What if you could choose to become another race? What if you could change your skin color, your eye appearance, voice and body? Jess Row’s novel Your Face in Mine explores these questions and more.
Kelly Thorndike has returned to Baltimore after the sudden, devastating loss of his wife and daughter when he runs into his old friend, Martin, on the street. But when Kelly sees Martin he does a double-take—the Martin he knew was a geeky white Jewish kid in his old rock band while this Martin is a suave, well-heeled African American businessman. Can they be one and the same?
Martin draws Kelly into his world with cunning persuasion. Who wouldn’t want to know how and why someone would pursue such a radical change? Martin assures Kelly that racial reassignment surgery was what he wanted for himself deep down for a long time. In a twisting, compelling narrative, Row unfolds how these two men’s lives connect while delving into issues of race and identity.
In looking at white culture and black culture and the chasm that often exists between these lived experiences, Martin illustrates just how much work it takes to claim his sense of self as a black man. But Martin is a shifty character and the conclusion of the novel reveals just how calculating a person he has been with his friend Kelly from the beginning of their reconnection. But both Martin and Kelly leave much open to interpretation when it comes to their motives and desires, which makes them frustrating characters in one sense but more real in another.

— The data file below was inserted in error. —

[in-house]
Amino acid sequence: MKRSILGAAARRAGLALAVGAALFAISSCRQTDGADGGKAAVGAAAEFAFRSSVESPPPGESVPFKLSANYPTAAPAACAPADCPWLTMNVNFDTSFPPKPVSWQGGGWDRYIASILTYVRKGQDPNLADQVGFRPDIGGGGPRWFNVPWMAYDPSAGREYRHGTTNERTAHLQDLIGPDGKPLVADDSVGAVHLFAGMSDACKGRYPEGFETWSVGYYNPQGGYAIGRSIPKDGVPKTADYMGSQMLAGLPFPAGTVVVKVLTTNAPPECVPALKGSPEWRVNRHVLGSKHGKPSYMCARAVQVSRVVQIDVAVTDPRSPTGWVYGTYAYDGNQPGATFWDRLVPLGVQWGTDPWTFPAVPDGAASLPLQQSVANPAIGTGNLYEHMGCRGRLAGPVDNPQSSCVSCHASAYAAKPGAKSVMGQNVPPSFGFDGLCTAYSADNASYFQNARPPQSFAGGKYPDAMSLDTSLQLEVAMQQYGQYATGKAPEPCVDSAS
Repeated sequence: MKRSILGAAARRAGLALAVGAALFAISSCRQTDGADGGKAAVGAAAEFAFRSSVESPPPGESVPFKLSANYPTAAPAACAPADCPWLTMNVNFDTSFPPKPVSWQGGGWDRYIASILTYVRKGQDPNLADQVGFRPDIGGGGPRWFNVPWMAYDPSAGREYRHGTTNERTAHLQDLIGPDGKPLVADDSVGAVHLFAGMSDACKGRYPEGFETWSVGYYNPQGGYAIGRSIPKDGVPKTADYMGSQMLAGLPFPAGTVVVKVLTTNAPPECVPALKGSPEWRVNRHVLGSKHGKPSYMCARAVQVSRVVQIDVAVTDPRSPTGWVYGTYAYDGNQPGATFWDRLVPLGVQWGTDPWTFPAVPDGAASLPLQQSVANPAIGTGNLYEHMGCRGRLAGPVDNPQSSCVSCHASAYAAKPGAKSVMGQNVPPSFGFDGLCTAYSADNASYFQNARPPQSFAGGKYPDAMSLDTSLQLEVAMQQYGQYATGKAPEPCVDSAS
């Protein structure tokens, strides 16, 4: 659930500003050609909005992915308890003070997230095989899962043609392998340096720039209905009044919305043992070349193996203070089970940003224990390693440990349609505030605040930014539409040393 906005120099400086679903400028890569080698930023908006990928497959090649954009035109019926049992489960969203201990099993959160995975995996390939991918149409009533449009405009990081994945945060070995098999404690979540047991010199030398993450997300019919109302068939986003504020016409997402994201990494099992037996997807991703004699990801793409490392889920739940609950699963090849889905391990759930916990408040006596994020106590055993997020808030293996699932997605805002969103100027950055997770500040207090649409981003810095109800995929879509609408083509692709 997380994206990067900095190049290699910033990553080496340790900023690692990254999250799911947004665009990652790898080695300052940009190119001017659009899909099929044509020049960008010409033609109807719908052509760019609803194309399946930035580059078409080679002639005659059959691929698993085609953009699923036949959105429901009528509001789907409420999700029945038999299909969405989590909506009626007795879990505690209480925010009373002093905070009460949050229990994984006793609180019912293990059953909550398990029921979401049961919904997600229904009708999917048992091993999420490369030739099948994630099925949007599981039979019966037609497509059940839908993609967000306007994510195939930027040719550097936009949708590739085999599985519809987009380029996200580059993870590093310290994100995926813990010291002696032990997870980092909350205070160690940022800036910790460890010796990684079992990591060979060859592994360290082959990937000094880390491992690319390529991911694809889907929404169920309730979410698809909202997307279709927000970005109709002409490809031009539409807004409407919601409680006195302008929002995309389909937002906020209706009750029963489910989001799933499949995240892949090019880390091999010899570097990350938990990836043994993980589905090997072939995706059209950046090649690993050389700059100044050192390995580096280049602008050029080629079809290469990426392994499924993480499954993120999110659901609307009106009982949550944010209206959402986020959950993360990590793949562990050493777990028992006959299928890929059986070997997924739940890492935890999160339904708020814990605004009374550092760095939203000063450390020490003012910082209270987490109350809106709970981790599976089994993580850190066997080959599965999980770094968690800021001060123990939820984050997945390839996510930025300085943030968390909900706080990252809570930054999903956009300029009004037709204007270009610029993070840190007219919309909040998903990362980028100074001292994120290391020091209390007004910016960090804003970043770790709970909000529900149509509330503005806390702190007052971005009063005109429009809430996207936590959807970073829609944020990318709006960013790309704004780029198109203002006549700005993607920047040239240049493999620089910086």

Your Face in Mine would be perfect for discussion. One question I pondered with a couple of friends who have read it is how to categorize Row’s book. Is it speculative/science fiction, since the racial reassignment surgery described in the book isn’t, to my knowledge, available yet? Or is it realistic fiction, mapping potential directions for identity politics? I don’t know for sure, but I am curious to hear what others think.